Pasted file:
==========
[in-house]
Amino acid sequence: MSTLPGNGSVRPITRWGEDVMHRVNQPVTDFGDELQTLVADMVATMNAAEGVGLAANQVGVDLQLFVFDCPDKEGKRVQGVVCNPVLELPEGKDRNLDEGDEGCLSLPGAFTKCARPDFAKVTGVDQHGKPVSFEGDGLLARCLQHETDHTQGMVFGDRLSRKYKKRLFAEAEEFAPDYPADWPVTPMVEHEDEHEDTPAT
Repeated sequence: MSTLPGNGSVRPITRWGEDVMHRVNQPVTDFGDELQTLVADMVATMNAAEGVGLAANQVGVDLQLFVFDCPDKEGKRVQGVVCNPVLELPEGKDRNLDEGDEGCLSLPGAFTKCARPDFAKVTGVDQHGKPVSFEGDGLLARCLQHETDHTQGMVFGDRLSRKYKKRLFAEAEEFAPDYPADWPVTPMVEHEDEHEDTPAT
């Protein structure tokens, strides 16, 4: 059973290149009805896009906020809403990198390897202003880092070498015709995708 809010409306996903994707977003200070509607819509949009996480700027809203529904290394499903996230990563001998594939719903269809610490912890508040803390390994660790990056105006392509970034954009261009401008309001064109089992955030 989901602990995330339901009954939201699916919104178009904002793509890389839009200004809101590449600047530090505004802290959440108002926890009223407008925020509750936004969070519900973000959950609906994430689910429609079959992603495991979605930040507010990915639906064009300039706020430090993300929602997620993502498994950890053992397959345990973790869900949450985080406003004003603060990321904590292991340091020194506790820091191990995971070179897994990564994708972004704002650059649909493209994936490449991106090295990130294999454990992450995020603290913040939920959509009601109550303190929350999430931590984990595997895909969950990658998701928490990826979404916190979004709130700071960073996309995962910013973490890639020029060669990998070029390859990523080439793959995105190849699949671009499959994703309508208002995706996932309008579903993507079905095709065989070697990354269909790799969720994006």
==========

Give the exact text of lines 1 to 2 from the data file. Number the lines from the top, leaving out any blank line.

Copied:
[in-house]
Amino acid sequence: MSTLPGNGSVRPITRWGEDVMHRVNQPVTDFGDELQTLVADMVATMNAAEGVGLAANQVGVDLQLFVFDCPDKEGKRVQGVVCNPVLELPEGKDRNLDEGDEGCLSLPGAFTKCARPDFAKVTGVDQHGKPVSFEGDGLLARCLQHETDHTQGMVFGDRLSRKYKKRLFAEAEEFAPDYPADWPVTPMVEHEDEHEDTPAT